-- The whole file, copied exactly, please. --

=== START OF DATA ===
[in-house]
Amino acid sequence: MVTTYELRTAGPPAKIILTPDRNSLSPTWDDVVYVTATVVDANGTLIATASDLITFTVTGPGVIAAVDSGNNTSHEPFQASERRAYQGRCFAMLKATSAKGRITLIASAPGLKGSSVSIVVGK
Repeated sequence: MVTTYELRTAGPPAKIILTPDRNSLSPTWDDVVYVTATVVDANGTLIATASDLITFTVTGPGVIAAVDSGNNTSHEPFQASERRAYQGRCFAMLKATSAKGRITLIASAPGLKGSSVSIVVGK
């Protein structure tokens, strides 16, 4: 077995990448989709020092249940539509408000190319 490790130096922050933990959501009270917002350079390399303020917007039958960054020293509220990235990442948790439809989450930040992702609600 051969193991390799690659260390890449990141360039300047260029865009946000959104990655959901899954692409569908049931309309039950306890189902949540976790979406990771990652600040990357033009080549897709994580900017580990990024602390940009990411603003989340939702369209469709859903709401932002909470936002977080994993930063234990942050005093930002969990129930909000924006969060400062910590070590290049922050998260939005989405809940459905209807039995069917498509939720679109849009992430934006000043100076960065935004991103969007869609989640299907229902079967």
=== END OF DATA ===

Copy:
[in-house]
Amino acid sequence: MVTTYELRTAGPPAKIILTPDRNSLSPTWDDVVYVTATVVDANGTLIATASDLITFTVTGPGVIAAVDSGNNTSHEPFQASERRAYQGRCFAMLKATSAKGRITLIASAPGLKGSSVSIVVGK
Repeated sequence: MVTTYELRTAGPPAKIILTPDRNSLSPTWDDVVYVTATVVDANGTLIATASDLITFTVTGPGVIAAVDSGNNTSHEPFQASERRAYQGRCFAMLKATSAKGRITLIASAPGLKGSSVSIVVGK
């Protein structure tokens, strides 16, 4: 077995990448989709020092249940539509408000190319 490790130096922050933990959501009270917002350079390399303020917007039958960054020293509220990235990442948790439809989450930040992702609600 051969193991390799690659260390890449990141360039300047260029865009946000959104990655959901899954692409569908049931309309039950306890189902949540976790979406990771990652600040990357033009080549897709994580900017580990990024602390940009990411603003989340939702369209469709859903709401932002909470936002977080994993930063234990942050005093930002969990129930909000924006969060400062910590070590290049922050998260939005989405809940459905209807039995069917498509939720679109849009992430934006000043100076960065935004991103969007869609989640299907229902079967």